Peterson leaves it all on the court

Naugatuck’s Alyssa Peterson (10) fights for a rebound with Sacred Heart’s Nevaeh Jones (32) during the Greyhounds’ season-opener Dec. 12 at Naugatuck High School. Peterson, a senior, is back on the court after suffering season-ending anterior cruciate ligament injuries her sophomore and junior years. –ELIO GUGLIOTTI

NAUGATUCK — Crashing the boards, as they say in the game of basketball, is not for the faint of heart. Being in the middle of the action in the paint where bodies are colliding and elbows are flying takes a determination and a desire that is not found in every athlete.

Naugatuck senior Alyssa Peterson has that fearless approach to her game, and it has led her on a road far less traveled than most — a road that included season-ending anterior cruciate ligament (ACL) injuries in her sophomore and junior years.

Peterson has always played under the boards, even though she stands at 5 feet, 8 inches tall. Playing at City Hill Middle School under the direction of head coach Fred Scheithe, she honed her skills and quickly made her mark at Naugatuck High as a freshman.

“Alyssa was one of the best freshman I ever coached,” former Naugatuck coach Jodie Burns said. “I found it impossible not to play her because she was first in every sprint, boxed out every play and soaked in every bit of coaching, and then applied it to her game.”

“I worked hard,” Peterson said. “By the third game of my freshman year I had worked my way into the starting rotation. I was around six to eight points per game, but it was my double digit totals in rebounds that made me an asset to the team.”

Peterson wasn’t about to rest on her laurels after a successful freshman campaign. She went full steam into the offseason and played AAU ball for the Bandits out of New Britain.

She tore the ACL in her right knee during an AAU tournament. The injury sidelined her for her sophomore year at Naugatuck.

“I never got hurt before,” Peterson said. “I might have rolled an ankle at practice but never lost any playing time.”

“We were in a really physical game and I was trying to help beat a press,” she recalled. “I got caught in the corner and the girl ran into me pretty hard. The doctor said it was a sprain, and I tried to come back too early. The next game I thought my leg was strong enough. But it wasn’t, and it just buckled.”

Peterson recovered from the injury with enough time to play summer and rec ball before her junior season. She started out her junior year slow, trying to work herself back into basketball shape.

After a handful of games, Peterson was feeling comfortable banging heads in the low post. She threw down 12 points, secured eight rebounds and came away with four steals in a tough loss to Woodland.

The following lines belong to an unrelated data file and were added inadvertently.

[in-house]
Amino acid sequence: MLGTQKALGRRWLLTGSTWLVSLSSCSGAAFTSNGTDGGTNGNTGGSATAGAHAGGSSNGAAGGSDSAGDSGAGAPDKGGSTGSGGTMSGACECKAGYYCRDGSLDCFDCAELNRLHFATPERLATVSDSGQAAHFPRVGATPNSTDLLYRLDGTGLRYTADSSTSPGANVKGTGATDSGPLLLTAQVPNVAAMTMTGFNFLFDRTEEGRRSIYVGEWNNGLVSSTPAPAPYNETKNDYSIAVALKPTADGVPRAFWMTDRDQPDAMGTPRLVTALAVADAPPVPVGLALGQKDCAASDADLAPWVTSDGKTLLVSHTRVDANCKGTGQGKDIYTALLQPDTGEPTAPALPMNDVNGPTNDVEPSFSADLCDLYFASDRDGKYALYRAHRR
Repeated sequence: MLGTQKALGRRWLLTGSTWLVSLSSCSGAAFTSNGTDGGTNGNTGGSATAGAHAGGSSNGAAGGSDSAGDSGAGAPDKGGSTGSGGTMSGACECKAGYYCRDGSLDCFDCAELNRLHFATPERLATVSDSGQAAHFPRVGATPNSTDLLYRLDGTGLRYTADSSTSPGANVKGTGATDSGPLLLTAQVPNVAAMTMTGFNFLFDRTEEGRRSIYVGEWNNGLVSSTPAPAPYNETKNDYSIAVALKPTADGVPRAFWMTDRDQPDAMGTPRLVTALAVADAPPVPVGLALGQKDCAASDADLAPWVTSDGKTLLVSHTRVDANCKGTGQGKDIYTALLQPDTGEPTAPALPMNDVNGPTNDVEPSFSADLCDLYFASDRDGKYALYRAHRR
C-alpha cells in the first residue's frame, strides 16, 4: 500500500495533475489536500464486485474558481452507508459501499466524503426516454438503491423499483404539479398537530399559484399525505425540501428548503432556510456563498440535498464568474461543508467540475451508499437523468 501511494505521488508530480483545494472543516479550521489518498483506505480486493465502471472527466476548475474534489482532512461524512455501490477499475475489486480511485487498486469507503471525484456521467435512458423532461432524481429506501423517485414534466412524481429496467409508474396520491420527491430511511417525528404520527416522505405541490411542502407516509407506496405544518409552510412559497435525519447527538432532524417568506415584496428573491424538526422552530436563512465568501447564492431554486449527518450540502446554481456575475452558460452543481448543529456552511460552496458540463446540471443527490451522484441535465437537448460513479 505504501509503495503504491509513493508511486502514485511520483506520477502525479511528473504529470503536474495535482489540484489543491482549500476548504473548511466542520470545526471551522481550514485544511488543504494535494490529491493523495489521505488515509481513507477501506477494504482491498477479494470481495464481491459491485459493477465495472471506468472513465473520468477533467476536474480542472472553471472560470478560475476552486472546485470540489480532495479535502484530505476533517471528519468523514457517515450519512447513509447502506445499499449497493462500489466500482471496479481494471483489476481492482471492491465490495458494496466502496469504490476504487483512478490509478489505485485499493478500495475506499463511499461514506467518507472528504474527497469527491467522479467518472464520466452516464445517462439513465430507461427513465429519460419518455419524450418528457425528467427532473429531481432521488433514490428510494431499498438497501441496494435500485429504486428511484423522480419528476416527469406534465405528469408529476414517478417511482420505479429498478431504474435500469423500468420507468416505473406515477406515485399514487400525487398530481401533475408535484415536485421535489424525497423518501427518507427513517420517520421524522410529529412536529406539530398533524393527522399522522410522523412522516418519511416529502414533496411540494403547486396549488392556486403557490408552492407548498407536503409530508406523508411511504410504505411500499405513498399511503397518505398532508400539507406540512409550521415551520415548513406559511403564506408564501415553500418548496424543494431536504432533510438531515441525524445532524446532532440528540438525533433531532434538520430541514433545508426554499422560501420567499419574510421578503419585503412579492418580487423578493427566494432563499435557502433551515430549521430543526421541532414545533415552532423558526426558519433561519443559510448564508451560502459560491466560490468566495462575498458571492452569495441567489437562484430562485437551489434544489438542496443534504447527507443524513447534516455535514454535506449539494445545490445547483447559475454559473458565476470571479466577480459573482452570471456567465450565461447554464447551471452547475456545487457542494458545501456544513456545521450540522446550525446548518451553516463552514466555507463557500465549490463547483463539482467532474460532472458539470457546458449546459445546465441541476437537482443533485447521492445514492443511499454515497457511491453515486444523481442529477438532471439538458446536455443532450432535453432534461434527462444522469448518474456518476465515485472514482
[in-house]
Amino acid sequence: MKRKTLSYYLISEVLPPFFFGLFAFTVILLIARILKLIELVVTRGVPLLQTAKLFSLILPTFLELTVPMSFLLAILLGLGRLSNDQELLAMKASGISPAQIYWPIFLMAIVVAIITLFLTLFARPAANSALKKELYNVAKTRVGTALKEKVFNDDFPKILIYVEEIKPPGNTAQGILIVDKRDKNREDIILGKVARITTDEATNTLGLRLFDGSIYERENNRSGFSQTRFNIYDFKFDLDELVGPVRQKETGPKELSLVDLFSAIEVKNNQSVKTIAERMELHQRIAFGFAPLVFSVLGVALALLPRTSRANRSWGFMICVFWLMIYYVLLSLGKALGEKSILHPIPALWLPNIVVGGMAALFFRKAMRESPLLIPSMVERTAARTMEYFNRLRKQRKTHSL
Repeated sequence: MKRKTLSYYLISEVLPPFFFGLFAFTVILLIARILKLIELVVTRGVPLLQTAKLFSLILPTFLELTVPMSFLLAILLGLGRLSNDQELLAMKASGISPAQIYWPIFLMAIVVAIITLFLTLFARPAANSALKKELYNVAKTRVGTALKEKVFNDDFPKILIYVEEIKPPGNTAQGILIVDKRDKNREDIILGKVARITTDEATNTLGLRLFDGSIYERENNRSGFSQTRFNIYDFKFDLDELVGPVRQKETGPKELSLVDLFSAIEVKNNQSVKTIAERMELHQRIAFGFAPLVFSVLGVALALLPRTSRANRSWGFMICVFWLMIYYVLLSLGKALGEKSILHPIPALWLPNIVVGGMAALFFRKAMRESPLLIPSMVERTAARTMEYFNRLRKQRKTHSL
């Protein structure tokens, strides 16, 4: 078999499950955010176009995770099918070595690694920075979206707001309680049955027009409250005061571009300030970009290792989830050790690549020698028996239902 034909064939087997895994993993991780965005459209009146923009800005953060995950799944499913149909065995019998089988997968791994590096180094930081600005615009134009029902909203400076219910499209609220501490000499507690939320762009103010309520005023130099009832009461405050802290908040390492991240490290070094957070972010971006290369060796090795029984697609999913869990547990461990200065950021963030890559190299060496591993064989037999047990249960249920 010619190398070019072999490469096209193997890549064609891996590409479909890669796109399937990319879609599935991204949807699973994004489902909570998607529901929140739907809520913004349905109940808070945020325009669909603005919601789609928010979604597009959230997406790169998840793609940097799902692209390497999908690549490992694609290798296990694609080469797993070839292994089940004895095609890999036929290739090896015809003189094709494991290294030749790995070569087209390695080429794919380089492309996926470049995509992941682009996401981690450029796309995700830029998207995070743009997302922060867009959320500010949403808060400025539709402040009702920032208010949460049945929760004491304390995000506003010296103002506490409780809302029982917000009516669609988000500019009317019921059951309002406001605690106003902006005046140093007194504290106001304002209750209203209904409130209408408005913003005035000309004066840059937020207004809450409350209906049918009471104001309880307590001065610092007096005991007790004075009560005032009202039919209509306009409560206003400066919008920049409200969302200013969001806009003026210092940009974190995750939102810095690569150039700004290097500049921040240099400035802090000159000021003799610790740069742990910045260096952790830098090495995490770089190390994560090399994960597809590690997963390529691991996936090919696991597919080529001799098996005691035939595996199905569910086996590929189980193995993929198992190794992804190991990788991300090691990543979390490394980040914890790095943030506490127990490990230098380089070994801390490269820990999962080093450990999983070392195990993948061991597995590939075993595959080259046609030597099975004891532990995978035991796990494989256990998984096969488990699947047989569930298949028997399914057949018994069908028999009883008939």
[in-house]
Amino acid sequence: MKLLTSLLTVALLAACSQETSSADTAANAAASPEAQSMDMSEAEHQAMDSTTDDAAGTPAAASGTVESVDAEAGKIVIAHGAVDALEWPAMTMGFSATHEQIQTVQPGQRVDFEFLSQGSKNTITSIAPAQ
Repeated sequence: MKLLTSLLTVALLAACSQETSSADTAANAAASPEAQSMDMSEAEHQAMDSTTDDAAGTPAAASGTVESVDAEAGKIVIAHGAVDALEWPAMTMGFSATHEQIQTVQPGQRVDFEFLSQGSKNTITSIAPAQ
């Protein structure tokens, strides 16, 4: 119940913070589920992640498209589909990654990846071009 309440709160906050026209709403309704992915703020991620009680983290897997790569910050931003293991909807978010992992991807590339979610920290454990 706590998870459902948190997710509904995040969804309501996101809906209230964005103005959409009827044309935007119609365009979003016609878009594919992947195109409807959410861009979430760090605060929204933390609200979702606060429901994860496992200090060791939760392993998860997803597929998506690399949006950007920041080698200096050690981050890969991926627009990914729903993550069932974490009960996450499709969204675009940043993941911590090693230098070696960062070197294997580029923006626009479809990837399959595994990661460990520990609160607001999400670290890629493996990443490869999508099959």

Then came the unthinkable.

In the next game against Ansonia, Peterson was leading the team down the floor on a fast break and made a jump stop. It happened again — only this time it was the ACL in her left knee that tore.

“It was extremely frustrating. I had a really successful freshman year. I was a varsity starter and I hoped to keep improving my game and possibly play in college,” Peterson told the Republican-American. “Not being able to play my sophomore year, I kind of saw it as I was still young, so I was like ‘Everything happens for a reason,’ and it kind of made me understand that how important the game is to me and how much I actually care about it.”

Peterson endured a true test of the character of an athlete to battle back for her senior season.

“I wasn’t cleared until about two weeks prior to this season,” Peterson said. “Of course I tried to push it and got some swelling. So I’m taking it a little slower now. Coach (Gail Cheney) is being cautious not knowing if I’m going to tell her if I’m hurting.

“I played for an extended period of time in the Kennedy game (on Dec. 19) and was honest with myself, and told the coach when I needed to come out. I know I’m not playing to the best of my ability but that will come with time.”

Cheney realizes what kind of impact player Peterson can be in the low post but isn’t willing to take a chance by pushing her before she’s ready.

“Alyssa is a hard worker,” Cheney said. “But she is coming off a very serious injury, and you saw what happened when she tried to make it happen sooner last season. She will be much more valuable to us at the end of the season than right now. She is coming along and will only get stronger as the season goes along.”

Peterson’s love for the game comes from her grandfather, Naugatuck Hall of Fame member John Minicucci. He has been a positive influence on Peterson’s life since she was playing for the Shockers in the YMCA Little Pal league.

“My grandfather is actually the reason I started playing basketball,” Peterson said. “When I was hurt he helped me to stay positive and would work with me. After a game I would always go to him to find out what I did right and what I needed to work on.”

Minicucci may get to watch his granddaughter play basketball in college, though it’s likely to be for a club team.

“As far as college goes, I would go for it if there was an open tryout,” said Peterson, who wants to study sports medicine orthopedic surgery. “But really my academics have to come first. I do want to play club ball to stay in the game and see what happens.”

As for the rest of her senior season, Peterson wants to leave everything she has on the court.

“I want to leave Naugatuck knowing that I gave everything I had to the program,” Peterson said. “I started my career on a high note as a freshman and I would really love to go out the same way.”